Last week, Twitter garnered outrage when it was accused of instituting a “shadow ban” of conservatives using the popular social media website.
A “shadow ban” involves blocking a website account such that the account’s content is not readily available to others on a website. The user is unaware that their content is blocked.
For their part, Twitter released a statement last Thursday denying that they had shadow banned conservatives or Republicans, explaining that they “rank tweets and search results” in order to make the site “immediately relevant.” They also seek to “address bad-faith actors who intend to manipulate or detract from healthy conversation.”
“[On Wednesday], we identified an issue where some accounts weren’t auto-suggested in search even when people were searching for their specific name. To be clear, this only impacted our search auto-suggestions,” stated Twitter.
“The accounts, their tweets and surrounding conversation about those accounts were showing up in search results. As of [Wednesday] afternoon, this issue was resolved.”
In recent years, Twitter, Facebook, and YouTube have been accused of censoring or otherwise harassing conservative groups and individuals who use their sites.
Such concerns were even mentioned on Capitol Hill. In April, Republican Senator Ted Cruz of Texas grilled Facebook CEO Mark Zuckerberg about the issue during a meeting of the Senate committees on Commerce and Judiciary.
“Mr. Zuckerberg, I will say there are a great many Americans who I think are deeply concerned that that Facebook and other tech companies are engaged in a pervasive pattern of bias and political censorship,” stated Cruz.
Zuckerberg responded that he understood those concerns, acknowledging that the information technology industry of Silicon Valley “is an extremely left-leaning place.”
“This is actually a concern that I have and that I try to root out in the company, is making sure that we do not have any bias in the work that we do, and I think it is a fair concern that people would at least wonder about,” replied Zuckerberg.
Here are seven times when social media outlets including Facebook, Twitter, and YouTube appeared to censor conservative groups due to ideological bias.
A Pastor Critical of the Pride Rainbow on Facebook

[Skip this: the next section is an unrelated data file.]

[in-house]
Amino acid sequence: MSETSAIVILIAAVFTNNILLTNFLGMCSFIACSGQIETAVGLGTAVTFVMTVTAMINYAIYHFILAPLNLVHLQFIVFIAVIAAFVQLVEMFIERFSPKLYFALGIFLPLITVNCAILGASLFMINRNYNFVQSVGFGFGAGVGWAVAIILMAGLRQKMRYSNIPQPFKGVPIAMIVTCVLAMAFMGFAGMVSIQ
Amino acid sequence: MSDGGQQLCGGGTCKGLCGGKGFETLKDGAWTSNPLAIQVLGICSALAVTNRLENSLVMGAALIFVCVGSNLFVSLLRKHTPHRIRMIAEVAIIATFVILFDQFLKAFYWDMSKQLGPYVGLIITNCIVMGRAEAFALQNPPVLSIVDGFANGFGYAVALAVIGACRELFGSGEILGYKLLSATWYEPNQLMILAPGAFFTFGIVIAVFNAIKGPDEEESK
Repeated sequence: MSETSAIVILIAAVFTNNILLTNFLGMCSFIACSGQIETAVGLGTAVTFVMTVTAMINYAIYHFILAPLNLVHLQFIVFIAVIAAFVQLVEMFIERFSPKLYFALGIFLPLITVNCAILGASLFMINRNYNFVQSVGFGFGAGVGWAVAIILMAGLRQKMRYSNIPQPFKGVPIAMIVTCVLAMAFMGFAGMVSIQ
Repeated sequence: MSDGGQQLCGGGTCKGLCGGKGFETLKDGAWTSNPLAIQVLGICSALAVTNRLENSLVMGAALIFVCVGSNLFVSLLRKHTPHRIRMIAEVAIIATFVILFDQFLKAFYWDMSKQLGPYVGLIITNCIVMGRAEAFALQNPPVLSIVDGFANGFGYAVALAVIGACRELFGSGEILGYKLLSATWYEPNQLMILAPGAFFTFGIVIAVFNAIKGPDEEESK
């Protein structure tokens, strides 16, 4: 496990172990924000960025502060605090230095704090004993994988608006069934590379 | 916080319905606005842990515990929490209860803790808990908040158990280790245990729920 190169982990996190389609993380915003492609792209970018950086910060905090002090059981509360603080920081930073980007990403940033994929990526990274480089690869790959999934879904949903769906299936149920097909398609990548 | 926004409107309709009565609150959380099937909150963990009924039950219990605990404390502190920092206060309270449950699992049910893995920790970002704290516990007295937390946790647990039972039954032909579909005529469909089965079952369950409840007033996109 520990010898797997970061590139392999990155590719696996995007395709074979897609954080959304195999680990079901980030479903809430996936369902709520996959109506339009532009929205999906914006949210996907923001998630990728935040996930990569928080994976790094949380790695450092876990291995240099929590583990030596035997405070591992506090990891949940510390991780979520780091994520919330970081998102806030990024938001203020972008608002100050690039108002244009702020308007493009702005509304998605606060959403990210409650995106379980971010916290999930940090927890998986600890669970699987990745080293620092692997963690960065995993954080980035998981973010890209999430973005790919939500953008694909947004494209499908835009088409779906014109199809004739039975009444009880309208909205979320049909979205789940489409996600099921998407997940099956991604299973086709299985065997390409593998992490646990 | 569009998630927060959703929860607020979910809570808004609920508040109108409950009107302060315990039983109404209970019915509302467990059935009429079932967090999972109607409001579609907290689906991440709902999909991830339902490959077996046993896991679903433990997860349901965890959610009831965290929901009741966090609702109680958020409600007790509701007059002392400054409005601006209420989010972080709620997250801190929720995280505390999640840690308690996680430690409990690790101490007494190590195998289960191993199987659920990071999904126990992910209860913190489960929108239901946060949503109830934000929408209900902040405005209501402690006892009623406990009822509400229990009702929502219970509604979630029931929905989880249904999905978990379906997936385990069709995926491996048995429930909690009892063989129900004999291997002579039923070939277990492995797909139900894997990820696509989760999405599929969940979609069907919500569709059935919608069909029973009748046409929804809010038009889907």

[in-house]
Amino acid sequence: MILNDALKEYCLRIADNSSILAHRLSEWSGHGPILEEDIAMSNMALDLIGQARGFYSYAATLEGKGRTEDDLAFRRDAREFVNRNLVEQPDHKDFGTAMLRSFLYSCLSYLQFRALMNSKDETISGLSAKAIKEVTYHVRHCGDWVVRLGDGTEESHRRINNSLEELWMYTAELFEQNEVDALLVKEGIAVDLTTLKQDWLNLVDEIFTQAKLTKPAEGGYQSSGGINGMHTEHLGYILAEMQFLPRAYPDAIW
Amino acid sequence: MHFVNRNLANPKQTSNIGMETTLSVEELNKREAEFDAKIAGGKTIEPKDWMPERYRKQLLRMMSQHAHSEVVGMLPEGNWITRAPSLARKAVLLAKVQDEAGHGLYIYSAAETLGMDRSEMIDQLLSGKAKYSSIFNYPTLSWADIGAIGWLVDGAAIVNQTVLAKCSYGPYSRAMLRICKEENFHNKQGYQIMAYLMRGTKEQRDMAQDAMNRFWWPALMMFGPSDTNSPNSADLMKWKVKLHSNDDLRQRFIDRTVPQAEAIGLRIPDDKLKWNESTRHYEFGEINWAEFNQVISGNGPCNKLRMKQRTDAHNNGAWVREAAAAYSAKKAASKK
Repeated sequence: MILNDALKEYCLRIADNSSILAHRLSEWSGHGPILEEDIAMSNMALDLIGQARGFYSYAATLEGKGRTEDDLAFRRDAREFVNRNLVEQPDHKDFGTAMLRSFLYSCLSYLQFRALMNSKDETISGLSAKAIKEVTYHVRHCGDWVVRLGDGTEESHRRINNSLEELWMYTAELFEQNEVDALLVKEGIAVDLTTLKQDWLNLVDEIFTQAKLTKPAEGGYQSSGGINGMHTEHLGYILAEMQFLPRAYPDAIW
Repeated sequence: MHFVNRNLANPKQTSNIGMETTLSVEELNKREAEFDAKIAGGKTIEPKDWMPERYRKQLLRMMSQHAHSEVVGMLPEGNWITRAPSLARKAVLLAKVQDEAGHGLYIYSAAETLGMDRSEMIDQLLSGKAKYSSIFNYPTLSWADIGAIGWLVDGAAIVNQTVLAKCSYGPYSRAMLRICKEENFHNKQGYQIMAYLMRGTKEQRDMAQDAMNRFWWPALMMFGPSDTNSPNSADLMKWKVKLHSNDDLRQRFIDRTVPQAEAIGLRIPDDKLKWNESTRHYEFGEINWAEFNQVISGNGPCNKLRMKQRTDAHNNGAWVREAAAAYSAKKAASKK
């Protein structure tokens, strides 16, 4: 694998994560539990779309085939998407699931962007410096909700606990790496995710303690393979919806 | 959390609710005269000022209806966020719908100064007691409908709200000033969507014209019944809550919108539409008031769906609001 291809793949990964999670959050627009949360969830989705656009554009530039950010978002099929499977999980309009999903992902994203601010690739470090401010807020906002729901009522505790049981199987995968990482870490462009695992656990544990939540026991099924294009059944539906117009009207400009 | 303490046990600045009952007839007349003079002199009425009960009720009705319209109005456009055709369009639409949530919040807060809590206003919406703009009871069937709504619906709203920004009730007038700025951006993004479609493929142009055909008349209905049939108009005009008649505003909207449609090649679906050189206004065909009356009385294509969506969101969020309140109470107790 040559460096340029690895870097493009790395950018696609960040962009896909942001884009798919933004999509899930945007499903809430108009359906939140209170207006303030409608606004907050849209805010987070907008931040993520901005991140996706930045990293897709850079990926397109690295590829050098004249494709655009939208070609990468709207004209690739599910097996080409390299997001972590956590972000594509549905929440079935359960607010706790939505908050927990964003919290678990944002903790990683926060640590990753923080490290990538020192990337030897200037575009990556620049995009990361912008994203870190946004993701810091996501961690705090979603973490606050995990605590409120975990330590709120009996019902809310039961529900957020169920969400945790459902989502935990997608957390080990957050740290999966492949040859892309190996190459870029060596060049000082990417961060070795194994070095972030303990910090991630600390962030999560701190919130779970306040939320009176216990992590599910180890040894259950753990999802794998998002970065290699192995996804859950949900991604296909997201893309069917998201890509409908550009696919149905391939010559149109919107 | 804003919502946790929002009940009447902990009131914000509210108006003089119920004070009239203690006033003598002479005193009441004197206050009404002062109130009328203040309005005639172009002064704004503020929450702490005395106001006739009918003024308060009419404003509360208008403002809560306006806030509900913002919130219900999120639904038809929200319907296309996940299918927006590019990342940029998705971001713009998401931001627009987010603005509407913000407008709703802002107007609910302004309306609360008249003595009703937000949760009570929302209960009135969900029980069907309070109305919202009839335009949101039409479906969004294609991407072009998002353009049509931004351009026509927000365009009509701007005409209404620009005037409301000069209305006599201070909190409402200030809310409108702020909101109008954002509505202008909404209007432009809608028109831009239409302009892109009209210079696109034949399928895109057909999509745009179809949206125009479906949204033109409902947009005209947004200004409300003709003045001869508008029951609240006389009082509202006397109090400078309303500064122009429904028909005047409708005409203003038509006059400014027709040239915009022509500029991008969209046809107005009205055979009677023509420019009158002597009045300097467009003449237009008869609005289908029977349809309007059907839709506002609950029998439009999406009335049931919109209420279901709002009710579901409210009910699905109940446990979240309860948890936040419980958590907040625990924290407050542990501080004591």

In July 2017, Pastor Rich Penkoski, who oversaw the popular “Warriors for Christ” Facebook Page, had his personal account suspended for posting a live video sermon criticizing the Pride rainbow.
In an interview with The Christian Post last year, Penkoski explained that his account was suspended as he was “doing a live sermon.”
“I was preaching about how the pride rainbow could be the mark of the beast and how Mark Zuckerburg wanted to have Facebook replace the church,” recalled Penkoski.
“Within 1 minute I was kicked off my live video and had to log back in. I received a notice that my live video was removed for violating Facebook Terms of Service.”
Penkoski also told CP last summer that “I get banned all the time,” including for “calling an atheist a liar” and “showing photos of Quranic verses about killing infidels.”
Several Catholic Pages on Facebook
In July 2017, Facebook blocked nearly two dozen Roman Catholic pages that had millions of followers without an official explanation.
Most of the Catholic pages were based in Brazil, with a few that were English-speaking. One page, called “Jesus and Mary,” had approximately 1.7 million followers. Another, called “Catholic and Proud,” had about 6 million.
“Let’s hope people of faith stand alongside the Catholics as they try to persuade Mark Zuckerberg to reinstate their pages,” commented conservative pundit Todd Starnes at the time. “… because one day — Facebook might shut down the Baptist pages or the Lutheran pages.”
Soon after, Facebook reinstated the Catholic pages, saying in a statement that they were removed when their spam detection system was “triggered accidentally.”
Activist Mommy Accounts on Twitter, Facebook
In Aug. 2017, conservative activist Grace Elizabeth Johnston, commonly known as the “Activist Mommy,” had her Twitter account suspended after she criticized a Teen Vogue editor who approved of publishing an article that encouraged youth to have anal sex.
In a tweet posted Aug. 16 of last year, Johnston sarcastically congratulated Teen Vogue digital editor Philip Bicardi for getting an award from a gay magazine for his promotion of anal sex among children.
According to Twitter, Johnston’s account was suspended because the tweet violated its user “rules,” which forbid harassment and abuse.
“Of course, actual videos of children being abused can be found on Twitter. But calling out an editor for promoting teen sodomy is worth a suspension?” posted Johnston on her website in response.
This is not the only time Johnston has had to deal with social troubles, for in Feb. 2017, Facebook froze her account for several days because of comments she had made about homosexuality.
“It would be one thing if Facebook said, ‘We’re liberals. This is our page and we can do whatever we want. It’s our property.’ I would appreciate that at least they were being honest and transparent,” said Johnston to The Christian Post at the time.
“But no, they lie and say ‘we’re unbiased.’ But when Christians report nudity or pictures of Donald Trump assassinated with a bullet through his head, we get responses that say, ‘This does not violate Facebook’s community guidelines’ and the post remains.'”
By contrast, when January Johnston complained about a Facebook group threatening to burn her alive, the social media site replied to her that the group did not violate their standards.
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SOURCE: Christian Post, Michael Gryboski